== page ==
Larry Hunter hunter at nlm.nih.gov
Tue Aug 7 10:23:45 EST 1990

   Peter Karp (pkarp at ncbi.nlm.nih.gov):

   I would be interested to hear a summary of Patricia Morgan's (from
   Science) comments, particularly since we don't have a hardcopy
   abstract from her.  My recollection is that she offered two arguments
   against the viability of electronic publication: current electronic
   publishing cannot handle the halftones needed to publish photographs,
   and the process is simply too expensive for current libraries to

   It occurs to me that probably less than 5% of the papers in any
   computer science journal (except for computer vision) contain
   photographs, so the importance of the first argument is probably
   discipline dependent.  Also, when I mentioned the second argument
   to a friend they commented, "who needs libraries anyway?".  That is,
   we could have direct distribution from publishers to readers. 


Another interesting point that Morgan made was that the feasibility of
electronic distribution of a scientific journal depends crucially on
the cost of receiving equipment.  For the most part, only computer
scientists have machines that provide better than 80 char x 24 line
screens.  I would have a hard time reading a journal distributed that
way (let alone trying to include even simple figures).  This situation
is changing (slowly) with the aquisition of Macs and Suns by nonCS
scientists, but this is precisely Morgan's point: it costs potential
readers ~10k to get the equipment.  (Yes, of course you can do a lot
more with a Sun or a Mac than read an electronic journal, but you have
to pay for all the capabilities at once.)  The cost is also relevant
in light of Chris Field's comments about our responsibility to
scientists in less developed countries.

I'd like to mention another interesting point that was raised in the
discussion phase of that panel.  Electronic "journals" don't have to
be like current paper ones.  I'd point to two examples: First is the
combination of Current Contents (and similar services) with the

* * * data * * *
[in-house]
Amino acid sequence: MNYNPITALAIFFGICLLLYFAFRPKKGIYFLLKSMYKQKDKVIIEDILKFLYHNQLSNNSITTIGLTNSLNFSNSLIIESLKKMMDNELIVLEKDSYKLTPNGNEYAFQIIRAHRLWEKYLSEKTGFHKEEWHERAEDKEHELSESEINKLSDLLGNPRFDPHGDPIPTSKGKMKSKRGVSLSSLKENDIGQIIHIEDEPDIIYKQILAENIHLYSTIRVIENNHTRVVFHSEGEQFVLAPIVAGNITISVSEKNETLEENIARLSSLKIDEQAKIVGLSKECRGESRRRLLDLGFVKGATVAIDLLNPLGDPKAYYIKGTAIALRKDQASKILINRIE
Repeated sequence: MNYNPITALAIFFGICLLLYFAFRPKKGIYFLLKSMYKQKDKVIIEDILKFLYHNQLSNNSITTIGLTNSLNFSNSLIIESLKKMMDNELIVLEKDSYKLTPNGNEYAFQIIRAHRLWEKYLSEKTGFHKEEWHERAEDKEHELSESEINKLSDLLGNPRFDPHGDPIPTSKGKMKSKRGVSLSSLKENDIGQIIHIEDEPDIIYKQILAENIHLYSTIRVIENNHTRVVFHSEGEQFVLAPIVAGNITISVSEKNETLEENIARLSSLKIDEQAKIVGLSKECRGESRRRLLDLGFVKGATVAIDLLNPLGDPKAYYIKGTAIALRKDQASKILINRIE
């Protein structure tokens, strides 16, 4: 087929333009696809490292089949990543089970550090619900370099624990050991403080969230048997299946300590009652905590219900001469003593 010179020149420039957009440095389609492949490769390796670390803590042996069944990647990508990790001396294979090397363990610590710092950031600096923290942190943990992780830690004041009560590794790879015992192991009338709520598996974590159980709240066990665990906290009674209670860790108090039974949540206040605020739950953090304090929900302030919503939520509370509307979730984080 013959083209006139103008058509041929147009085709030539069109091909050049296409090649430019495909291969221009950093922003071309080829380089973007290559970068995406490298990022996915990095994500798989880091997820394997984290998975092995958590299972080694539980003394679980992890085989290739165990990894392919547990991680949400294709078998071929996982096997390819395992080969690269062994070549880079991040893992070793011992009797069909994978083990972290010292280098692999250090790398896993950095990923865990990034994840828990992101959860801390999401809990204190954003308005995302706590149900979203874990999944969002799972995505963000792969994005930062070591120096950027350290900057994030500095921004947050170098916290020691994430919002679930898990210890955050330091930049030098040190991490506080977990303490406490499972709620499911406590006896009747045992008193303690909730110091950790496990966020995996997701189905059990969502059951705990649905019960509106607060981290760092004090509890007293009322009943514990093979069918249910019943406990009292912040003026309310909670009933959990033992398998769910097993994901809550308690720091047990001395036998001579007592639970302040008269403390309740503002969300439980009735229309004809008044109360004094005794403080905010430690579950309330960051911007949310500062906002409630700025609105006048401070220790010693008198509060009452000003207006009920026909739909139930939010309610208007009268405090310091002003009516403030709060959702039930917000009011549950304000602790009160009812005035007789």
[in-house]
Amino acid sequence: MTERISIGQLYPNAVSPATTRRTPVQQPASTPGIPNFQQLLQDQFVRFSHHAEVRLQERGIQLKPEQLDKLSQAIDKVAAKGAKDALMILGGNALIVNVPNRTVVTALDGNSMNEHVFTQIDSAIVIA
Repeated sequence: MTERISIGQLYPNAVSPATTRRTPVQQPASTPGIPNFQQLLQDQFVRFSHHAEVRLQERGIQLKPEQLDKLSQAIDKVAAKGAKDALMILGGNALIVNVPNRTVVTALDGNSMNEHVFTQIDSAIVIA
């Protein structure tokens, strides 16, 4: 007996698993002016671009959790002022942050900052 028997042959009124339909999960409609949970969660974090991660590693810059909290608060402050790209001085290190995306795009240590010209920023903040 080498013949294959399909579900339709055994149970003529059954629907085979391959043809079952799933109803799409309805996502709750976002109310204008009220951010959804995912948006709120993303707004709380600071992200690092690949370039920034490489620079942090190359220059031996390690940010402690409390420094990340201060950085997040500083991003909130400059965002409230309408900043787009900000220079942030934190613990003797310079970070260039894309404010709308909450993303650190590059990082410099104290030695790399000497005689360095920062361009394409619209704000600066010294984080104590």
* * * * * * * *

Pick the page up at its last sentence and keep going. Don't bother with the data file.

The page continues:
ability to rapidly receive xeroxes of articles at reasonable cost.  I
can scan bibliogaphic databases, electronic tables of contents, etc.
and just get the articles I want from many journals.  While I enjoy
reading most of (say) Science, I get less out of many more specialized
journals, even though they regularly carry articles that I want to
read.  This hybrid or electronic browsing plus paper delivery is very
attractive (one could even imagine higher resolution fax delivery).
Services along these lines are just getting established, and I suspect
they may be quite successful.  Another alternative to traditional
publication can be found in the usenet newsgroup sci.psychology.digest
(known as PSYCOLOQUY on the bitnet listserver).  This group is edited
by Stephan Harnad, the editor of Behaviorial and Brain Sciences, a
peer commentary journal.  This mode (target article ~30 pages + about
20 short peer comments + author response to the commentaries) lends
itself well to an multidisciplinary, complex field, and has translated
reasonably well to the world of bboards.  Traffic has been a little on
the slow side, but the quality of the squibs and commentaries has been
pretty high.


Lawrence Hunter, PhD.
National Library of Medicine
Bldg. 38A, MS-54
Bethesda. MD 20894
(301) 496-9300
(301) 496-0673 (fax)
hunter at nlm.nih.gov (internet)
hunter%nlm.nih.gov at nihcu (bitnet/earn)

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